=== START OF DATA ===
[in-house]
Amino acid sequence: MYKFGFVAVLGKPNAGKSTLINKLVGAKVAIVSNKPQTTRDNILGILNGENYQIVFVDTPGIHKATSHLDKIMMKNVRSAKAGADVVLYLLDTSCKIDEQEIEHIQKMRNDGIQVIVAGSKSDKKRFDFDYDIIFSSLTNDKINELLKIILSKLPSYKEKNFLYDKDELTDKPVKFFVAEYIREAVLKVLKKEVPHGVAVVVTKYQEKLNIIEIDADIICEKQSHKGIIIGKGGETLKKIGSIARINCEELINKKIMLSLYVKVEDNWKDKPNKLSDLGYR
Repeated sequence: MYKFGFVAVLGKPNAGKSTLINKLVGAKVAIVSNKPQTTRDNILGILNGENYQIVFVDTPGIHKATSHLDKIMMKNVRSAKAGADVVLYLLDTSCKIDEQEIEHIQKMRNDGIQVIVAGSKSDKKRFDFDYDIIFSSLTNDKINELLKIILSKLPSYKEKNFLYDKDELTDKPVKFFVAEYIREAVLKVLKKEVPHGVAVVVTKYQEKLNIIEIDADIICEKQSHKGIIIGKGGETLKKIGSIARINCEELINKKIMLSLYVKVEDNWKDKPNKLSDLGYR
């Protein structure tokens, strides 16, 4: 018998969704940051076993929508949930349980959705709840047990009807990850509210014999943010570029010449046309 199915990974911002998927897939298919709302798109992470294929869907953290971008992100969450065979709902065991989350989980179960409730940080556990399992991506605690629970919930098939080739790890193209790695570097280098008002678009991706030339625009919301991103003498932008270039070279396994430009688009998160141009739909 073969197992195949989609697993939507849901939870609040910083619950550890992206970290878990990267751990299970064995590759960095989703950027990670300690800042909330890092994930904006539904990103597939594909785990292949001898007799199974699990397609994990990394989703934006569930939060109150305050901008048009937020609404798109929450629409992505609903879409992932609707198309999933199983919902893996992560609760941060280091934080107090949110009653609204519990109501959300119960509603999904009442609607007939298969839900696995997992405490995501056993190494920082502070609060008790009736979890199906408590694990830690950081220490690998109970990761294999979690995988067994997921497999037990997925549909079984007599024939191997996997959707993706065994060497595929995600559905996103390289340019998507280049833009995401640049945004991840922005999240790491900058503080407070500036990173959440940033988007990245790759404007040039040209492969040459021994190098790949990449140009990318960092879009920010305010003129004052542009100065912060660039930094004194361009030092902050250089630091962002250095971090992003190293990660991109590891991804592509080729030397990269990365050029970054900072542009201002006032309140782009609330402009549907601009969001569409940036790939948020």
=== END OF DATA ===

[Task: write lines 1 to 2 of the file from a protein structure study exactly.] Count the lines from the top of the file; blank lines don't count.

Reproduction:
[in-house]
Amino acid sequence: MYKFGFVAVLGKPNAGKSTLINKLVGAKVAIVSNKPQTTRDNILGILNGENYQIVFVDTPGIHKATSHLDKIMMKNVRSAKAGADVVLYLLDTSCKIDEQEIEHIQKMRNDGIQVIVAGSKSDKKRFDFDYDIIFSSLTNDKINELLKIILSKLPSYKEKNFLYDKDELTDKPVKFFVAEYIREAVLKVLKKEVPHGVAVVVTKYQEKLNIIEIDADIICEKQSHKGIIIGKGGETLKKIGSIARINCEELINKKIMLSLYVKVEDNWKDKPNKLSDLGYR